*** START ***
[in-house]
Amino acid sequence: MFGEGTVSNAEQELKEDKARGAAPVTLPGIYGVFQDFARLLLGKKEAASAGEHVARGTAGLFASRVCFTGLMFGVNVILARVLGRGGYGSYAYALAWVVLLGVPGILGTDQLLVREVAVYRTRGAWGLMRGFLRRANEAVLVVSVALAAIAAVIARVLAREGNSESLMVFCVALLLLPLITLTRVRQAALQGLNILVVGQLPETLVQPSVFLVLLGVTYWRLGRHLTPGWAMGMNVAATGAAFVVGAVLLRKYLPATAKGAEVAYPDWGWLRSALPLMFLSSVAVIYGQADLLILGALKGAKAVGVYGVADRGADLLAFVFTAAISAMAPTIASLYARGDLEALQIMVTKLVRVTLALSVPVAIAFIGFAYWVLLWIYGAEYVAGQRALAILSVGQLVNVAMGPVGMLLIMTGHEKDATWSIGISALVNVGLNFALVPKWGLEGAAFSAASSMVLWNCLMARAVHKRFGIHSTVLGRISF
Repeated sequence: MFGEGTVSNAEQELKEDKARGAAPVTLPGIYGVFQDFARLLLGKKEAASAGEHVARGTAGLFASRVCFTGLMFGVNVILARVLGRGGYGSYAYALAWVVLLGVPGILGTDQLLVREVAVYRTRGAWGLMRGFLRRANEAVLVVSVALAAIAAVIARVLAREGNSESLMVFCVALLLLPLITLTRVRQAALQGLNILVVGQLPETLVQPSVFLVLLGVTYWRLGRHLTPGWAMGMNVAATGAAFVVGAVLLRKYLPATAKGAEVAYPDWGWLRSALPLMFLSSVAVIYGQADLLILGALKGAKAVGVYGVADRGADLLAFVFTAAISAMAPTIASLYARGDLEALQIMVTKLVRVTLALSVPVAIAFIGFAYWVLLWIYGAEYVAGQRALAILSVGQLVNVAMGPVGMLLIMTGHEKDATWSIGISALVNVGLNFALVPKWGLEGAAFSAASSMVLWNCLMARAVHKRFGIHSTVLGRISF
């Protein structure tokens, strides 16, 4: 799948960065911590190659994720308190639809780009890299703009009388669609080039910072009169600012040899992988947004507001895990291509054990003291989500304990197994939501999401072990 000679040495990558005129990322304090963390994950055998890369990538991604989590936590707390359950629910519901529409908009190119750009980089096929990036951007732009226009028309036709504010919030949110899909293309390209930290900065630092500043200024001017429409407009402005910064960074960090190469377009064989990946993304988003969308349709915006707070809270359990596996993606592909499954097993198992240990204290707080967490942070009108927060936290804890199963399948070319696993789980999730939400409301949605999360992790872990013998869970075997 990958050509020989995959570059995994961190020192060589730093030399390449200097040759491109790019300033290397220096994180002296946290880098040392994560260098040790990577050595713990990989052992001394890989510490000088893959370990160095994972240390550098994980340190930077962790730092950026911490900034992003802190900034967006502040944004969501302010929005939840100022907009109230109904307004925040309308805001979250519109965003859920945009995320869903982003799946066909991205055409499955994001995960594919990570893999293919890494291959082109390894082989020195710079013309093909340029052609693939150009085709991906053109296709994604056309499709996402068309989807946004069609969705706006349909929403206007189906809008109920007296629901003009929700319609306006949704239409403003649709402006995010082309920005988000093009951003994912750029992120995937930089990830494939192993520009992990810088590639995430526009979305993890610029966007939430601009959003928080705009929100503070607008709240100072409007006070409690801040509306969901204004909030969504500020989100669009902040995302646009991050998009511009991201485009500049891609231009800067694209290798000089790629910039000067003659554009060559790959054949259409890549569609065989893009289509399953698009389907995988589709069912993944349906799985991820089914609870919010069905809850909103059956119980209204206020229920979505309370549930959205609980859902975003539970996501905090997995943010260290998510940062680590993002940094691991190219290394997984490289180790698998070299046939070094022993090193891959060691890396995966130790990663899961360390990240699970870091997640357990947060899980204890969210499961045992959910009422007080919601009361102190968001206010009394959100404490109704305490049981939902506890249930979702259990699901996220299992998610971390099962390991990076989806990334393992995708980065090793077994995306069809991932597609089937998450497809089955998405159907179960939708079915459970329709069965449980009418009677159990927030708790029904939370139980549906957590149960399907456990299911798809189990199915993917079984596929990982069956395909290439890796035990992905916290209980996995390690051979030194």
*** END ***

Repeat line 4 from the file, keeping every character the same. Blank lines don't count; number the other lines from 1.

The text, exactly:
């Protein structure tokens, strides 16, 4: 799948960065911590190659994720308190639809780009890299703009009388669609080039910072009169600012040899992988947004507001895990291509054990003291989500304990197994939501999401072990 000679040495990558005129990322304090963390994950055998890369990538991604989590936590707390359950629910519901529409908009190119750009980089096929990036951007732009226009028309036709504010919030949110899909293309390209930290900065630092500043200024001017429409407009402005910064960074960090190469377009064989990946993304988003969308349709915006707070809270359990596996993606592909499954097993198992240990204290707080967490942070009108927060936290804890199963399948070319696993789980999730939400409301949605999360992790872990013998869970075997 990958050509020989995959570059995994961190020192060589730093030399390449200097040759491109790019300033290397220096994180002296946290880098040392994560260098040790990577050595713990990989052992001394890989510490000088893959370990160095994972240390550098994980340190930077962790730092950026911490900034992003802190900034967006502040944004969501302010929005939840100022907009109230109904307004925040309308805001979250519109965003859920945009995320869903982003799946066909991205055409499955994001995960594919990570893999293919890494291959082109390894082989020195710079013309093909340029052609693939150009085709991906053109296709994604056309499709996402068309989807946004069609969705706006349909929403206007189906809008109920007296629901003009929700319609306006949704239409403003649709402006995010082309920005988000093009951003994912750029992120995937930089990830494939192993520009992990810088590639995430526009979305993890610029966007939430601009959003928080705009929100503070607008709240100072409007006070409690801040509306969901204004909030969504500020989100669009902040995302646009991050998009511009991201485009500049891609231009800067694209290798000089790629910039000067003659554009060559790959054949259409890549569609065989893009289509399953698009389907995988589709069912993944349906799985991820089914609870919010069905809850909103059956119980209204206020229920979505309370549930959205609980859902975003539970996501905090997995943010260290998510940062680590993002940094691991190219290394997984490289180790698998070299046939070094022993090193891959060691890396995966130790990663899961360390990240699970870091997640357990947060899980204890969210499961045992959910009422007080919601009361102190968001206010009394959100404490109704305490049981939902506890249930979702259990699901996220299992998610971390099962390991990076989806990334393992995708980065090793077994995306069809991932597609089937998450497809089955998405159907179960939708079915459970329709069965449980009418009677159990927030708790029904939370139980549906957590149960399907456990299911798809189990199915993917079984596929990982069956395909290439890796035990992905916290209980996995390690051979030194």